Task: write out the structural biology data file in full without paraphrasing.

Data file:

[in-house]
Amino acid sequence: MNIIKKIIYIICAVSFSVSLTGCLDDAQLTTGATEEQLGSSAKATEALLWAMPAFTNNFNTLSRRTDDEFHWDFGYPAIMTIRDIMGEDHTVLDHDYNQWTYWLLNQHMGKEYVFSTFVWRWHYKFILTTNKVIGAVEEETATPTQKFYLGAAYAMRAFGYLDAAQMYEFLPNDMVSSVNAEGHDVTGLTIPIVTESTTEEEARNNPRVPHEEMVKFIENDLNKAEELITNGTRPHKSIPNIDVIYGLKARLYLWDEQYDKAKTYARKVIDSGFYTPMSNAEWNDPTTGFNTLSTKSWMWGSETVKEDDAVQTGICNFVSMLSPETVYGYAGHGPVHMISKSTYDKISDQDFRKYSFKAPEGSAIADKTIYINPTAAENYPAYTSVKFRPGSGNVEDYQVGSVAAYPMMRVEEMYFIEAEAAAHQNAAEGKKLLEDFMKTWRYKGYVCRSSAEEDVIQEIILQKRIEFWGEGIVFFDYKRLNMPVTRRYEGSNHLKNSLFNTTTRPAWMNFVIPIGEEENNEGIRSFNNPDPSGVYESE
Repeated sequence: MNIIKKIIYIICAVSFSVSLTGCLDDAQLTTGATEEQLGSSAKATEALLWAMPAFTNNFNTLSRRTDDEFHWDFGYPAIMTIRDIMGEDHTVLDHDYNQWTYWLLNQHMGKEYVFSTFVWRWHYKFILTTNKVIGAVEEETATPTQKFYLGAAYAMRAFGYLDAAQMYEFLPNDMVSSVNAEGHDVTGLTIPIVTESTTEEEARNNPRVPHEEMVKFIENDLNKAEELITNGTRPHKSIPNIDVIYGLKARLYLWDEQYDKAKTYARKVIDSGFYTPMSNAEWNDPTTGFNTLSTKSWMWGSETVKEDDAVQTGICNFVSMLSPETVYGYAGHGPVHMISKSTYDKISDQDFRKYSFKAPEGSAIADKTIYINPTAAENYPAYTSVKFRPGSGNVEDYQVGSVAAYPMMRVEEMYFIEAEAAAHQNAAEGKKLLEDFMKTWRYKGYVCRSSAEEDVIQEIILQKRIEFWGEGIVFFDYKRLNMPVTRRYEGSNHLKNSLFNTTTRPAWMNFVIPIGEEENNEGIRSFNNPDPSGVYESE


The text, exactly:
[in-house]
Amino acid sequence: MNIIKKIIYIICAVSFSVSLTGCLDDAQLTTGATEEQLGSSAKATEALLWAMPAFTNNFNTLSRRTDDEFHWDFGYPAIMTIRDIMGEDHTVLDHDYNQWTYWLLNQHMGKEYVFSTFVWRWHYKFILTTNKVIGAVEEETATPTQKFYLGAAYAMRAFGYLDAAQMYEFLPNDMVSSVNAEGHDVTGLTIPIVTESTTEEEARNNPRVPHEEMVKFIENDLNKAEELITNGTRPHKSIPNIDVIYGLKARLYLWDEQYDKAKTYARKVIDSGFYTPMSNAEWNDPTTGFNTLSTKSWMWGSETVKEDDAVQTGICNFVSMLSPETVYGYAGHGPVHMISKSTYDKISDQDFRKYSFKAPEGSAIADKTIYINPTAAENYPAYTSVKFRPGSGNVEDYQVGSVAAYPMMRVEEMYFIEAEAAAHQNAAEGKKLLEDFMKTWRYKGYVCRSSAEEDVIQEIILQKRIEFWGEGIVFFDYKRLNMPVTRRYEGSNHLKNSLFNTTTRPAWMNFVIPIGEEENNEGIRSFNNPDPSGVYESE
Repeated sequence: MNIIKKIIYIICAVSFSVSLTGCLDDAQLTTGATEEQLGSSAKATEALLWAMPAFTNNFNTLSRRTDDEFHWDFGYPAIMTIRDIMGEDHTVLDHDYNQWTYWLLNQHMGKEYVFSTFVWRWHYKFILTTNKVIGAVEEETATPTQKFYLGAAYAMRAFGYLDAAQMYEFLPNDMVSSVNAEGHDVTGLTIPIVTESTTEEEARNNPRVPHEEMVKFIENDLNKAEELITNGTRPHKSIPNIDVIYGLKARLYLWDEQYDKAKTYARKVIDSGFYTPMSNAEWNDPTTGFNTLSTKSWMWGSETVKEDDAVQTGICNFVSMLSPETVYGYAGHGPVHMISKSTYDKISDQDFRKYSFKAPEGSAIADKTIYINPTAAENYPAYTSVKFRPGSGNVEDYQVGSVAAYPMMRVEEMYFIEAEAAAHQNAAEGKKLLEDFMKTWRYKGYVCRSSAEEDVIQEIILQKRIEFWGEGIVFFDYKRLNMPVTRRYEGSNHLKNSLFNTTTRPAWMNFVIPIGEEENNEGIRSFNNPDPSGVYESE